Cohen Commission “advisers” under fire

A few folks are pretty excited about some of the “science advisers” hired by the Cohen Commission – Public Inquiry into Declines of Fraser River Sockeye. I can safely say I don’t disagree with the criticism. How does it make sense for a 30-year DFO bureaucrat Dr. Brian Riddell, who left relatively recently to head up the Pacific Salmon Foundation (which receives over $1 million per year from DFO)?

Fisheries and Oceans (DFO) is supposed to be under scrutiny in this Commission — including past bureaucrats decisions — now there are four individuals appointed to the Commission that have long ties to DFO.

As Mark Hume suggests in his Globe article from this past weekend:

Tory MP smells something fishy about commission into sockeye collapse

I don’t necessarily always agree with John Cummins’ opinions and rants on some fisheries issues; however, I think he’s got a pretty good point on this one…

Seems the Cohen Commission is continuing down a slippery slope… one covered in sockeye slime…

Raif Mair also has some comments on this issue at the Common Sense Canadian.

Cummins Raises Potential Conflicts of Interest in Cohen Sockeye Commission

The Cohen Commission also released a Discussion Paper last week outlining “Issues that the Commission intends to Investigate“.

Pretty broad, pretty fluffy – however some promising issues such as “cumulative impacts”. Glad to see it… as I keep saying anywhere and everywhere “there is no smoking gun”. This a cumulative decline caused by a variety of factors; some within our control, many outside of our control.

The Common Sense Canadian website has a short interview with Dr. Daniel Pauly, who reflects exactly this message:

Dr. Daniel Pauly on the Fraser Sockeye Collapse.

4 thoughts on “Cohen Commission “advisers” under fire

  1. tlellami

    I’ve been following your blog for a while now, and I really like the sites content, regular updates, and the breadth of discussion on various topics.
    I must say that I’m not so sure I agree with your criticism of Brian Riddell’s appointment to the commissions scientific panel. Yes, he did work many years at DFO, but it is widely discussed that he left a very prestigious position because he was tired and fed up with the bureaucracy that muddled any serious scientific inquiry into B.C.’s fisheries. Because of this, I welcome his appointment to the inquiry, and hope he voices his real thoughts on both DFO’s organizational structure and their allocation of limited resources, amongst other things. Regardless of how “independant” Dr. Riddell is or isn’t, I’m confident that Dr. Walters will not let anything go unsaid or un-challenged.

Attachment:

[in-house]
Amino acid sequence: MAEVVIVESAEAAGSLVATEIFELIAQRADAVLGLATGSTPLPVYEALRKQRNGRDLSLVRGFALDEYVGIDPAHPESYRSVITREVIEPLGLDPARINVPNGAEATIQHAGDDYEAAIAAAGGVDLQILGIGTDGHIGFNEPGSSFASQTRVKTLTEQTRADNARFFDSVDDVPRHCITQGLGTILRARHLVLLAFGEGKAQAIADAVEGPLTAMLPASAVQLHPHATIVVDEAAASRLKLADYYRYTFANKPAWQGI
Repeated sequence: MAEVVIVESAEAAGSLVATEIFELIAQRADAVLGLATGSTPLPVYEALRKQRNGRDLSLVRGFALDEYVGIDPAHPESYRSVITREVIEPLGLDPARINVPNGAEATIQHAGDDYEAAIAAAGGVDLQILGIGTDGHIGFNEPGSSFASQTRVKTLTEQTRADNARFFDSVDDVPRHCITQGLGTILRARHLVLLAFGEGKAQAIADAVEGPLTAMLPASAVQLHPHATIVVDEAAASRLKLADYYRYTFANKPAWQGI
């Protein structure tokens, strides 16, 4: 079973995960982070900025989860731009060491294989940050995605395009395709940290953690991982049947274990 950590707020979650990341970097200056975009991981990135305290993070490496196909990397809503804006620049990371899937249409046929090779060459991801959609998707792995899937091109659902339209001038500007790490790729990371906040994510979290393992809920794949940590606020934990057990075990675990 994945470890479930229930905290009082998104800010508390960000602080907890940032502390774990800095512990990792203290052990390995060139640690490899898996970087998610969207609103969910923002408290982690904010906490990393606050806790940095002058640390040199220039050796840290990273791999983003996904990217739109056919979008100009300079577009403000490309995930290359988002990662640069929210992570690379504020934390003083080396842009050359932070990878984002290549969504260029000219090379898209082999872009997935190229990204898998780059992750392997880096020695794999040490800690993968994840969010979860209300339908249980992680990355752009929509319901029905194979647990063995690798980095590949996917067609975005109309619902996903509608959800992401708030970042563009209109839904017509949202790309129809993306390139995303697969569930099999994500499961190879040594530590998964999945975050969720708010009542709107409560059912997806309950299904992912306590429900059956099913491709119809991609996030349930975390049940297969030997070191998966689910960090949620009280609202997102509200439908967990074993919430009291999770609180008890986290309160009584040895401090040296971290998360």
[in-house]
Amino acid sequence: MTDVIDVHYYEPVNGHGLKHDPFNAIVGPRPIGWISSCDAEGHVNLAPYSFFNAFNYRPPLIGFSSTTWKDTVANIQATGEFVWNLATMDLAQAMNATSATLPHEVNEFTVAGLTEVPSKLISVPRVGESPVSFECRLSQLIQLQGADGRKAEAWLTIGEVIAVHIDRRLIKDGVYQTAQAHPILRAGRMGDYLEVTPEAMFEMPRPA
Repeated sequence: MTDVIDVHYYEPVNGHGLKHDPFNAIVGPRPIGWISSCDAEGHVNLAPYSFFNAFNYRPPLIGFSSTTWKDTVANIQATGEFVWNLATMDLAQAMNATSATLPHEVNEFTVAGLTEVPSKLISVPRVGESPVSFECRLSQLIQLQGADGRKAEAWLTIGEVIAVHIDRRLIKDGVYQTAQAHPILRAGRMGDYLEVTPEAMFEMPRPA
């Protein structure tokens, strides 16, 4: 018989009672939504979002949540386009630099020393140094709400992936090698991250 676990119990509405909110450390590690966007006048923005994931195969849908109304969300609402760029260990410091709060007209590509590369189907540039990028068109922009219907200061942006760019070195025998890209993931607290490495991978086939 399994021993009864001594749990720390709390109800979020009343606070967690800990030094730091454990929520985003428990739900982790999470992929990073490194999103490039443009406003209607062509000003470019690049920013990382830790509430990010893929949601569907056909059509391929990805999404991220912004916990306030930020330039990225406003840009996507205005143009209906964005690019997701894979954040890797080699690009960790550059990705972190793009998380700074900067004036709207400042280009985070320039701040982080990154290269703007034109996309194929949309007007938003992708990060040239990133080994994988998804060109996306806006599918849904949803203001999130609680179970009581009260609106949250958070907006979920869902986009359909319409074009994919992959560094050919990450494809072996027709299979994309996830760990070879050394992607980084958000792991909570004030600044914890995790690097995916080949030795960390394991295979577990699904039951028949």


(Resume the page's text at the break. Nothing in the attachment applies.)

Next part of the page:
Yet, at the end of the day, it will be Judge Cohen’s words that the minister, the PM and the public see. It is he (and the political process) who I have concern with, if anyone.

  2. salmon guy Post author

    thanks for that… great screen name.
    I can see the weighting on both hands on this issue…

    On one hand, I think you’re on the mark with Dr. Riddell’s disgruntled departure from DFO and the value that he may bring to the Commission. On the other hand, he’s also a potentially valued witness to this “legalistic” process – and thus may have positioned himself in a conflict of interest. This is the position that Rafe Mair takes in his article (that I’ve linked to in the post) – it’s not a question of his integrity or ability to provide an honest opinion; it’s the slippery slope of potential conflict.

    The problem with any conflict of interest is the credibility gap that it may (or may not) create.

    As John Cummins points out (there’s several press releases on his website), there may (or may not be) similar conflicts with Dr. Walters (as frank as he can be) and others.

    Personally (if you or anyone else was curious) I’m not holding my breath on this $15 million (or so) process. If it comes out with some kabang on recommendations – great; however, we’ve all been through this before… as mentioned in previous posts one of the last public inquiries was actually titled “here we go again…”.

    At least back then, wild salmon were worth more than $2 each (see #1 visited post on this site in sidebar).

    here’s to hoping for change… as hope is about what’s left.

    thanks again for the comment, and great to hear the positive feedback.

  3. ospreysteelhead

    I can’t speak for any of the others, but having known Thomas Quinn personally for more than 6 years I can attest to his integrity and his desire to bring objectivity to the process to find a favorable solution for the future of Fraser Sockeye. Whether a conflict of interest may arise from his potential value as a witness I don’t know, but I can say that Tom does not have a vested interest in Salmon Farms and loves wild salmon like very few others on the face of this planet.

  4. salmon guy Post author

    appreciate the comments. I certainly don’t mean to question folks passion for salmon or great work done on past projects. Conflict of interest is just one of those nebulous things that shifts around lots of gray… And of course when it comes to salmon folks get fired up.

    thanks again and appreciate the link.

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